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Small-Area Estimates of School-Age Children in Poverty: Interim Report I: Evaluation of 1993 County Estimates for Title I Allocations ferences between them in estimates of income and poverty. Aggregate estimates of total income and income by type when compared with independent benchmarks differ between the CPS and census. For example, total income from the 1990 census (for income types for which independent estimates can be constructed) is 91.6 percent of the benchmark; the corresponding figure from the March 1990 CPS is 88.7 percent. For income from such sources as Social Security and Railroad Retirement and retirement, disability, and survivor income, the CPS is closer to the benchmark than the census. Estimates of median household income in 1989 by state differ between the March 1990 CPS and the 1990 census by amounts that are statistically significant for 18 states; see Table B-3. For 15 of the 18 states, the census estimates are higher than the CPS estimates; for some states, the differences are as much as 10–15 percent. For three states, the census estimates of median household income are significantly lower than the CPS estimates, in the range of 6–8 percent. Estimates of poverty rates by state also differ between the CPS and the census: statistically significant differences are observed for seven states; for six of them, the census poverty rates are significantly higher; see Table B-4. Estimates of poverty rates for related children aged 5–17 differ between the CPS and the census. The CPS estimate that 18 percent of all related children aged 5–17 were poor in 1989 (based on a 3-year average of data from the March 1989, 1990, and 1991 CPS) exceeds the census estimate by 1 percentage point (5.9% of the census estimate), a difference that is statistically significant at the 10 percent significance level; see Table B-5. (The CPS estimate of the number of poor school-age children also exceeds the census estimate by a statistically significant amount; see Table 2-4.) A question is whether CPS and census estimates of poverty rates and numbers of poor related children aged 5–17 differ in terms of geographic distribution, perhaps because of differences in completeness of income reporting that reflect the income mix in different areas or other reasons. In preliminary research conducted by the panel, no statistically significant differences were found in the ratios of CPS to census estimates of the number of poor school-age children among various geographic groupings of counties and states. For example, when counties were grouped by size, there were no significant differences among the groups in their ratios of CPS to census estimates of the number of poor school-age children. In summary, there are many factors reflecting differences between the census and CPS concepts and procedures that may account for variations in their estimates of poverty levels, rates, and distributions. It is important to keep these factors in mind, particularly when attempting to measure changes in poverty at specific levels of geography since 1990.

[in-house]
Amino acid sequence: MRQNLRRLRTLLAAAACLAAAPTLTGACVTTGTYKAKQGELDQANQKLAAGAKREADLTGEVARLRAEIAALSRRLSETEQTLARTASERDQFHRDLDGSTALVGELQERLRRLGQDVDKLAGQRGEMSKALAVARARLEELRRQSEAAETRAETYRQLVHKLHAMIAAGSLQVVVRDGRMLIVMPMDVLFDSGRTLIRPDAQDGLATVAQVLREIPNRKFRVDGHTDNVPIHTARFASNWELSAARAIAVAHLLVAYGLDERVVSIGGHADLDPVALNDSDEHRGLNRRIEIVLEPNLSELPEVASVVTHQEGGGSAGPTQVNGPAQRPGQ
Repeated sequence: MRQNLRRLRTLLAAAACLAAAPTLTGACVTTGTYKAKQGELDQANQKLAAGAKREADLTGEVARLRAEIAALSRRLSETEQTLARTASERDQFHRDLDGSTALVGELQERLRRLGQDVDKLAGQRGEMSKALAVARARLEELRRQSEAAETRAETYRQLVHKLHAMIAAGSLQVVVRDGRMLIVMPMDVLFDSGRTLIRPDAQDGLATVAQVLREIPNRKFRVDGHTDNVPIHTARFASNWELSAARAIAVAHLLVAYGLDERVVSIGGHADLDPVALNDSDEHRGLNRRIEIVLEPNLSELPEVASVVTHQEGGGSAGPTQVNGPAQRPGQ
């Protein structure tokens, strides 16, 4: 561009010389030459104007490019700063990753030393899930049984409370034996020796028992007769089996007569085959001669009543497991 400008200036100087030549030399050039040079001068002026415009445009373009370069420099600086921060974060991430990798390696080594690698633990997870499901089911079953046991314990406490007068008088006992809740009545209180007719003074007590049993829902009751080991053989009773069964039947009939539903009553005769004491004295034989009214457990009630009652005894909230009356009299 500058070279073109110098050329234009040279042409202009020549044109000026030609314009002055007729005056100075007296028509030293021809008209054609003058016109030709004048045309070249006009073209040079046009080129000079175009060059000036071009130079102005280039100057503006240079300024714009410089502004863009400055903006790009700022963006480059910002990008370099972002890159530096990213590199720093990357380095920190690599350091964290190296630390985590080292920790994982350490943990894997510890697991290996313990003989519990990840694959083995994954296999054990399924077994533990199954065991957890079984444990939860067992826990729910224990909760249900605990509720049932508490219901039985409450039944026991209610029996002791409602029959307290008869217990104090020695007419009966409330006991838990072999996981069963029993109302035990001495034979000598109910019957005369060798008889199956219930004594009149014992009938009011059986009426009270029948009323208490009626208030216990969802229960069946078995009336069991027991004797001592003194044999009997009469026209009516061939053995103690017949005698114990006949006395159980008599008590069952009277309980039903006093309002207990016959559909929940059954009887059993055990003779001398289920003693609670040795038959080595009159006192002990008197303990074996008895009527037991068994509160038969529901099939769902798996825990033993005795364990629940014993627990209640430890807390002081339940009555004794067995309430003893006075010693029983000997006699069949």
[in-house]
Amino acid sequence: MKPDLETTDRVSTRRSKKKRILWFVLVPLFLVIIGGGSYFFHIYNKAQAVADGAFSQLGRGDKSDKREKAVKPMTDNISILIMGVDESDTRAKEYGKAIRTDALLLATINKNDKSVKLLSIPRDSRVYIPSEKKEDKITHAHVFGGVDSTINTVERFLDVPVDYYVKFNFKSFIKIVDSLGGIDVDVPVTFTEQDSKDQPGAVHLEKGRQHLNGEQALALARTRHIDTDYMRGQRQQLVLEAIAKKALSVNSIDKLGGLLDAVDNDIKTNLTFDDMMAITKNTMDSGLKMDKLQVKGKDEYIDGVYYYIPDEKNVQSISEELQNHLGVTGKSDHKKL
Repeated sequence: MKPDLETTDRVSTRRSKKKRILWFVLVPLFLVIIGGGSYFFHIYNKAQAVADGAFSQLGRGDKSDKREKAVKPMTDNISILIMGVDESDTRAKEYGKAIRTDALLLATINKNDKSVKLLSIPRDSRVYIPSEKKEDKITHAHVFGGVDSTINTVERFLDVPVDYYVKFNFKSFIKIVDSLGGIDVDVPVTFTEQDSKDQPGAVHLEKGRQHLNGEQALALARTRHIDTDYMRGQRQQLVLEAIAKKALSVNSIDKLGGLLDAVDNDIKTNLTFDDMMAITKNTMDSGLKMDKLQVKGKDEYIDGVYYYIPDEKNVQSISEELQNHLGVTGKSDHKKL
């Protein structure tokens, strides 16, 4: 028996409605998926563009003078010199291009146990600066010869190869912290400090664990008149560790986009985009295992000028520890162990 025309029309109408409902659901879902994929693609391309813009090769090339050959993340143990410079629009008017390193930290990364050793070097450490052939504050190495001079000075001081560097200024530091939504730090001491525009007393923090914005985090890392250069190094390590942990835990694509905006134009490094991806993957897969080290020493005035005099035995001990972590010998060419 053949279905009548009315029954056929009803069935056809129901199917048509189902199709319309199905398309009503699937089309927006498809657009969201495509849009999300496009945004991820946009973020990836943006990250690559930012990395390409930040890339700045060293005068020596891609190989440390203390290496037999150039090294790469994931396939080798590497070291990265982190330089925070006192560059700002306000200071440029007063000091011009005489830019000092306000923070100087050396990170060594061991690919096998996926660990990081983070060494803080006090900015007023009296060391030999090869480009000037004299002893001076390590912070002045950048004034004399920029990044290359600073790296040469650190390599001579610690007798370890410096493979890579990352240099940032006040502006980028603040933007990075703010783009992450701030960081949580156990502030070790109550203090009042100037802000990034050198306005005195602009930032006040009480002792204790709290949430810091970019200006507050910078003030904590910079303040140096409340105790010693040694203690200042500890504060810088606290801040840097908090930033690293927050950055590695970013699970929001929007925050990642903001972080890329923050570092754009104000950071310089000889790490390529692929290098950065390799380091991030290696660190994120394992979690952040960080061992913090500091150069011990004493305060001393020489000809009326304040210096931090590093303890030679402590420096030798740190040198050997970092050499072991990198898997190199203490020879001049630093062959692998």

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Small-Area Estimates of School-Age Children in Poverty: Interim Report I: Evaluation of 1993 County Estimates for Title I Allocations TABLE B-3 Median Household Income in 1989 by State: 1990 Census and March 1990 CPS   Income (in $)           1990 Census   March 1990 CPS Percentage Difference: Census-CPS as Percent of CPS State and National Median Standard Error Median Standard Error U.S. Total 30,056 7 28,906 159 4.0* Alabama 23,597 58 21,284 1,070 10.9* Alaska 41,408 165 36,006 1,378 15.0* Arizona 27,540 72 28,552 1,210 -3.5 Arkansas 21,147 50 21,433 915 -1.3 California 35,798 27 33,009 618 8.4* Colorado 30,140 55 26,806 1,398 12.4* Connecticut 41,721 77 42,321 1,592 -1.4 Delaware 34,875 151 32,068 1,133 8.8* D.C. 30,727 156 26,752 1,015 14.9* Florida 27,483 35 26,085 475 5.4* Georgia 29,021 53 27,542 1,021 5.4 Hawaii 38,829 173 35,035 1,328 10.8* Idaho 25,257 79 24,654 953 2.4 Illinois 32,252 32 31,300 623 3.0 Indiana 28,797 50 25,898 1,022 11.2* Iowa 26,229 46 26,265 792 -0.1 Kansas 27,291 56 26,862 908 1.6 Kentucky 22,534 55 23,283 1,206 -3.2 Louisiana 21,949 49 22,861 1,857 -4.0 Maine 27,854 82 28,221 1,389 -1.3 Maryland 39,386 73 36,016 1,187 9.4* Massachusetts 36,952 58 36,086 704 2.4 Michigan 31,020 32 30,775 790 0.8 Minnesota 30,909 37 30,185 1.278 2.4 Mississippi 20,136 59 19,917 947 1.1 Missouri 26,362 42 26,497 746 -0.5 Montana 22,988 98 23,692 1,311 -3.0 Nebraska 26,016 60 26,319 1,521 -1.2 Nevada 31,011 92 29,340 8,455 5.7* New Hampshire 36,329 97 37,532 1,371 -3.2 New Jersey 40,927 51 39,120 948 4.6* New Mexico 24,087 89 22,602 1,028 6.6 New York 32,965 41 31,496 453 4.7* North Carolina 26,647 38 26,406 517 0.9 North Dakota 23,213 94 25,229 903 -8.0* Ohio 28,706 37 29,021 655 -1.1 Oklahoma 23,577 57 23,667 1,236 -0.4